Larry Bachus
(a.k.a. “Pump Guy”)

Hello Larry,

I am an operator at a South American refinery. I attended your pump course two months ago. In the pump course, you urged us to study the performance curves of our pumps.

When I returned to the refinery, I requested the curve of two pumps in my area to analyze them. The curves appear different from the curves we studied in class, as well as the performance curves in your pump book. I’ve provided the pump curves here.

The little triangle shows flow at 400 GPM and 72 percent efficient, but I don’t see the NPSHr on the curve. Also, I don’t see minimum suction pressure or discharge pressure on the curve.

Larry, if you can help me with this information, I can teach the other operators here who couldn’t come to your excellent pump course. Any assistance would be much appreciated.

Harry B.


Hello Harry,

Yes, the pump curves I showed in class are different from the curve you attached to your message. The curves we studied in class are called “Family Curves.” The curve you attached is a “Certified Application Curve.” I’ll explain.
The family curves from the pump class represent typical pumps of a particular model. However, the family curve doesn’t necessarily represent the specific performance of the pump in your plant. At the pump factory, they can’t mount every pump onto a test stand and verify every critical performance characteristic with water. If they wet every pump, they’ll spend all day drying pumps and chasing rust.

So, the pump factory will test one pump out of every 100 or 200 or 5,000 production models, and verify that the pumps are performing as the curve indicates they should. The family curves represent the average or overall performance of a production model of pump tested on 70 F Water at sea level conditions.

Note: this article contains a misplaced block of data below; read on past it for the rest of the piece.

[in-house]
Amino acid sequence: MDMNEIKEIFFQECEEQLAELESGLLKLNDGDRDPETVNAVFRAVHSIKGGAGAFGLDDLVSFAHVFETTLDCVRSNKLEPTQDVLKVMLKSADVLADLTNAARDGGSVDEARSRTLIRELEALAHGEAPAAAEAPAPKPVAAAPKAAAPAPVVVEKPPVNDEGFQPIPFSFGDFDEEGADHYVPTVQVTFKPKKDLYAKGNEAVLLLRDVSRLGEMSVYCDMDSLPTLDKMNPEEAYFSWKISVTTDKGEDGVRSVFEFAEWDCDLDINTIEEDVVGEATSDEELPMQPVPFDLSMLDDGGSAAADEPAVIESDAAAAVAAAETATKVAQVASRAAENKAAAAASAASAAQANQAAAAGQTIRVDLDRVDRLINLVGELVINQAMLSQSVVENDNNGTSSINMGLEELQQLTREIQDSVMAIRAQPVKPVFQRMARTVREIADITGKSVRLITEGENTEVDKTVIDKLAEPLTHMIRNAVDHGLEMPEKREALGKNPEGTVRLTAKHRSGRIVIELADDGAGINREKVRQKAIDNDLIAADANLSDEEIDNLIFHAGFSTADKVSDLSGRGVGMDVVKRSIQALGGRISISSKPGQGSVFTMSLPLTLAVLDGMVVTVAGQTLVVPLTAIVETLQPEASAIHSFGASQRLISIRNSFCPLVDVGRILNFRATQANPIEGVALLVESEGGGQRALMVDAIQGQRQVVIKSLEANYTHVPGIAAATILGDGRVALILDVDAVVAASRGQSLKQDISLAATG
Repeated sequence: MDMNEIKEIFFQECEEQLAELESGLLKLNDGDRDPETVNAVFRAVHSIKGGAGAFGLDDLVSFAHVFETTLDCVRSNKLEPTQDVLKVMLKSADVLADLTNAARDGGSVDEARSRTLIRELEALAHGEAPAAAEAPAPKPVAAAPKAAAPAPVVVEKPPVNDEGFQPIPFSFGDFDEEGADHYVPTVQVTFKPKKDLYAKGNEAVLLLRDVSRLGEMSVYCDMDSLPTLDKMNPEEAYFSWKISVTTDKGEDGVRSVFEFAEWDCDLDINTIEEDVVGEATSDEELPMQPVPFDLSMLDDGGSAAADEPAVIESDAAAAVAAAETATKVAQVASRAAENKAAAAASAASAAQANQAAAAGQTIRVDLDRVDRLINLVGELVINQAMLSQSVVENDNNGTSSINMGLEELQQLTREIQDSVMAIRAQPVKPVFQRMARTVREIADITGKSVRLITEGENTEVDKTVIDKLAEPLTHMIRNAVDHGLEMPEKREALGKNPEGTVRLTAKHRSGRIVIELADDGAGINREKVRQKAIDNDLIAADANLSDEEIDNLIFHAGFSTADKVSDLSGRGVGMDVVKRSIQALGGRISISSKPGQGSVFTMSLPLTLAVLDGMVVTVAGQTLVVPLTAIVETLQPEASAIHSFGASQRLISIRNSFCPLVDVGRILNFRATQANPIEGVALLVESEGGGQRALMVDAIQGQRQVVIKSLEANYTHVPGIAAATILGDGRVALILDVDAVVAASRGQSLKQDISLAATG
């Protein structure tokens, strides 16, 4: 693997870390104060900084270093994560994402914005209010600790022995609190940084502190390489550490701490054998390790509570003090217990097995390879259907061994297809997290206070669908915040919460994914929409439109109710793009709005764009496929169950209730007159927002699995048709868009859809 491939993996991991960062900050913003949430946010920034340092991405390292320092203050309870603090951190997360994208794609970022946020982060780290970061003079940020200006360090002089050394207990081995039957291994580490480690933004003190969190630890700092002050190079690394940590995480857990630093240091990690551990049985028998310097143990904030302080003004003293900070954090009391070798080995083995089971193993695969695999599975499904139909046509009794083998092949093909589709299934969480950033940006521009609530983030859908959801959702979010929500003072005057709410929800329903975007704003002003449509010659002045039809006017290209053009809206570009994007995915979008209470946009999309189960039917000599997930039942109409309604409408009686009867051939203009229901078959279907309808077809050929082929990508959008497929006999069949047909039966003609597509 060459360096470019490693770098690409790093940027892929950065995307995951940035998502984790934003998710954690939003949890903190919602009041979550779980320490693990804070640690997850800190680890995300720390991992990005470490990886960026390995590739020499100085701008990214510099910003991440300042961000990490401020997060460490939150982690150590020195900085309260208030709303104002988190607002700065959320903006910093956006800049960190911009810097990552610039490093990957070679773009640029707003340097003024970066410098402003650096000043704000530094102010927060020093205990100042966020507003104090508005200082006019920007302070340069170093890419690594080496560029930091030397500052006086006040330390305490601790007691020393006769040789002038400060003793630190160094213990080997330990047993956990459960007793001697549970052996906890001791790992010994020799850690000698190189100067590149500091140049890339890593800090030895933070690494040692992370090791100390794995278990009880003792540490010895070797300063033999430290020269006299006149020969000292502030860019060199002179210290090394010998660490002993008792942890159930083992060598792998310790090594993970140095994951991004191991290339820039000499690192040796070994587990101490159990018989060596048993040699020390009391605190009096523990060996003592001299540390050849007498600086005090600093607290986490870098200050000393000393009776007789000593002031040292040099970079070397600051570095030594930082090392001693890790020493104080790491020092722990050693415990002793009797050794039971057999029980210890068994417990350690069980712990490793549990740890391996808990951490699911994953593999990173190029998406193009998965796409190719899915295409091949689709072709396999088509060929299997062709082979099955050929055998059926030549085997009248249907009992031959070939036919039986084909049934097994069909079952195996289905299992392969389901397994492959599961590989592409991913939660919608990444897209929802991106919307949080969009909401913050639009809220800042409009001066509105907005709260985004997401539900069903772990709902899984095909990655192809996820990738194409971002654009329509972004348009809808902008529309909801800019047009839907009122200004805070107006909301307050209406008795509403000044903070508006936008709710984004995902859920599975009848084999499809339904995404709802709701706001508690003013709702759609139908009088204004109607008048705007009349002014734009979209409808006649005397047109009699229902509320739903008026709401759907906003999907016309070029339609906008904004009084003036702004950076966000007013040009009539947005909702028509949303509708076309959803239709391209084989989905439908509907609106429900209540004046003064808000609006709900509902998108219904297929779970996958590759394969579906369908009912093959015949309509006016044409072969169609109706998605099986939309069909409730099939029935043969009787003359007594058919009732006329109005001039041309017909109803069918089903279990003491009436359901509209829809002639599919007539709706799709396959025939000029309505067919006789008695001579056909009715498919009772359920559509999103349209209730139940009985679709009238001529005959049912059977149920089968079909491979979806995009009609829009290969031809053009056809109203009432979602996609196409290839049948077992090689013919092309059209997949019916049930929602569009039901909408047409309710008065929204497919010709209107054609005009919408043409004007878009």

At the automobile dealership, the sticker on the window might say your car model gets 28 miles per gallon of fuel on the highway. This doesn’t mean that they verified the fuel consumption of your specific car on the factory test track; it means they tested a few models of your car and your model typically gets 28 MPG.

Sometimes, as a condition of purchase, a pump user wants to know the specific performance characteristics of the very pump that will be shipped to the process plant. In this case, the pump user requests a “Certified Application Specific Curve.” Different pump manufacturers may use other names for this certified curve.

The certified curve is still developed on water. The pump manufacturers can’t fill their test module tanks with orange juice, acid, red paint, or injectable anesthesia. However, some elements of the curve are adjusted or corrected to the liquid of the application. In your case, the application liquid is diesel fuel. The power is corrected to the specific gravity and viscosity of high sulfur diesel (0.85 and 4.8 centipoise viscosity at 104 F.)